In this blog, we are going to explore five different ways you can challenge your better players as a coach. In every group at all levels, you will come across a difference between the level of your players with some players excelling and others finding it more difficult. As a coach, finding ways to challenge your better players can sometimes be difficult which can lead onto them feeling bored or not trying as hard as they could. Therefore, this blog is going to provide some potential ideas to coaches that are looking for ways they can challenge players within their team:
Plan Around Them: Firstly, when planning your training sessions you should look at how you can plan to support and challenge individuals in your sessions. If you have a particular theme or topic, plan how you can stretch that player in your session. In order to do this, you will need to understand what makes them your better player? Are they more physically developed? Technically ahead? By understanding the individual will help how you can plan your session to challenge them throughout. After you’ve planned your session, as you begin to deliver it you will need to observe their behaviours and success of the challenge and then be able to adapt how you can challenge them further. A great way of engaging the player may be to ask them how did they find the challenge? What could we do to make it harder for you? Involving them in the process may help provoke some ideas of ways you can tailor the session to meet their needs.
Provide Problems; Not Solutions: As coaches, we can often be drawn into solving the problems for our players in fear that the practice looks messy and chaotic, similarly, when the team isn’t having success on a match day. As acknowledged in the planning, we as coaches should look to find ways of providing problems for our players, particularly, our better players to solve. For example, if you’re delivering a defending session rather than organising the session to have defenders defending against the same number, you may increase the number so they defend in an overload. Being deliberate with providing problems to your better players, will challenge them further to find ways to solve them independently, with the guidance and support of the coach.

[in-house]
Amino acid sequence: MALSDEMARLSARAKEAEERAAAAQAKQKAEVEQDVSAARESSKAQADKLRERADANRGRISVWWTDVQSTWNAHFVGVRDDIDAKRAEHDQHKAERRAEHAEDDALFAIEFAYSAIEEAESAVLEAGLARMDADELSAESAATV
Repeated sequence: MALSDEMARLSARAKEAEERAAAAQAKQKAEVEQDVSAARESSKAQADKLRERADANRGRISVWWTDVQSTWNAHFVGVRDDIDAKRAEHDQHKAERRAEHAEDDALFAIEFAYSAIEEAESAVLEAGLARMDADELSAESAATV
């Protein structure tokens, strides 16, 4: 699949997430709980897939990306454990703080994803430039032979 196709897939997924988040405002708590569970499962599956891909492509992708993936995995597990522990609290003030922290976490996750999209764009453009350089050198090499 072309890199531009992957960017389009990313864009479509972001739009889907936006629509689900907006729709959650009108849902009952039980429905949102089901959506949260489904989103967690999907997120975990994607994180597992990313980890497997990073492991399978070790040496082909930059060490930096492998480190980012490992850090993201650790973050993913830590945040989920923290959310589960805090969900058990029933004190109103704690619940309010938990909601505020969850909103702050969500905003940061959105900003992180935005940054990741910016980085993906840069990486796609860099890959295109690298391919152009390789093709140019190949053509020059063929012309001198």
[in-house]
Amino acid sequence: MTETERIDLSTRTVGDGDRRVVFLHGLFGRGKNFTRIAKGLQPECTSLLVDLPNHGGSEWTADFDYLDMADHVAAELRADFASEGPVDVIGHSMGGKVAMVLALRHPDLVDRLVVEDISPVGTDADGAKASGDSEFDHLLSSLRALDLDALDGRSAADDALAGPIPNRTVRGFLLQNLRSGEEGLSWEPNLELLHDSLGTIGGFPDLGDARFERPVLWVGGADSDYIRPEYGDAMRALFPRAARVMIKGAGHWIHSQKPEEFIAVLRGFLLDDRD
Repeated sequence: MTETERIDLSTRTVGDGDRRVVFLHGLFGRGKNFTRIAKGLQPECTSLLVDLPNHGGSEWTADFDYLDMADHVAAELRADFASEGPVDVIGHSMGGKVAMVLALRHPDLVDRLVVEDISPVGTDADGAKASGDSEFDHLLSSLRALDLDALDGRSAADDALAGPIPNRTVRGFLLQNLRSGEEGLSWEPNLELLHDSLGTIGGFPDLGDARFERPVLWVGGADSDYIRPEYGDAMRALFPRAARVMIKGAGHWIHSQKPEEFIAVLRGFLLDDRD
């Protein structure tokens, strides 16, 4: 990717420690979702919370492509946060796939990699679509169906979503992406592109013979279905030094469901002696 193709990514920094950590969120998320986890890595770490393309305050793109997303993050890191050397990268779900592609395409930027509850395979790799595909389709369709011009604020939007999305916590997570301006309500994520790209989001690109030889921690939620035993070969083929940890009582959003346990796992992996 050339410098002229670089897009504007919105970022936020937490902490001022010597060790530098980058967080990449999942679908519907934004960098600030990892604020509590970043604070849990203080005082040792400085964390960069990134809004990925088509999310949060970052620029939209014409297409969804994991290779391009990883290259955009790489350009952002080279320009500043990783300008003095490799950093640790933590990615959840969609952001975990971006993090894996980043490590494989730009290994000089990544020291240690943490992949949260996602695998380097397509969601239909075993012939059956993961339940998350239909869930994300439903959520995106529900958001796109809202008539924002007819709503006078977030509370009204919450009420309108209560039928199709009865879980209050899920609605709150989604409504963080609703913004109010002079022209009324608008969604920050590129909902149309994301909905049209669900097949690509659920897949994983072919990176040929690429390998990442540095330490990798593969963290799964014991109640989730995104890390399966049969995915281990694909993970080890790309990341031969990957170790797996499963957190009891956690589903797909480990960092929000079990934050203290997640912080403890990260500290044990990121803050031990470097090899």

Playing Them Across Age Groups: Another way of challenging your better players is playing them across age groups. Whether it’s playing with older or younger players, each will provide a different return and a different challenge for your players. Playing your players with older players will challenge them in different ways whether it is: physically, socially, technically etc. This may help you to stretch your better players by placing them in an environment where they may not get as much success, but also leading onto them to find different solutions to the problems that they’re facing throughout the session or game.
Using Positions to Stretch Them: Playing players in different positions will force them to adapt and play in area of the pitch that they’re not so comfortable. When it comes to challenging your better players, you may play them in a position that they’re not so comfortable in to provide them with a different challenge. For example, if you have a really good dribbler in your team – you may look to play them in defence rather than as a attacker, which will challenge them to dribble past more players to create opportunities for themselves or their team mates as well as challenging them to make the decision of when to pass and when to dribble.
Even better if…: Another way of challenging your better players is acknowledging when they get success with a particular task or action, is praising it but challenging them with ‘how could it be even better…’. For example, if a player has receive the ball and kept it for the team by passing sideways, you may acknowledge their decision but then ask them how it could be even better.. i.e. passing forwards or breaking a line. Using even better if… can be a useful strategy to challenge your players even further to help them to improve even further on the decisions that they’ve made.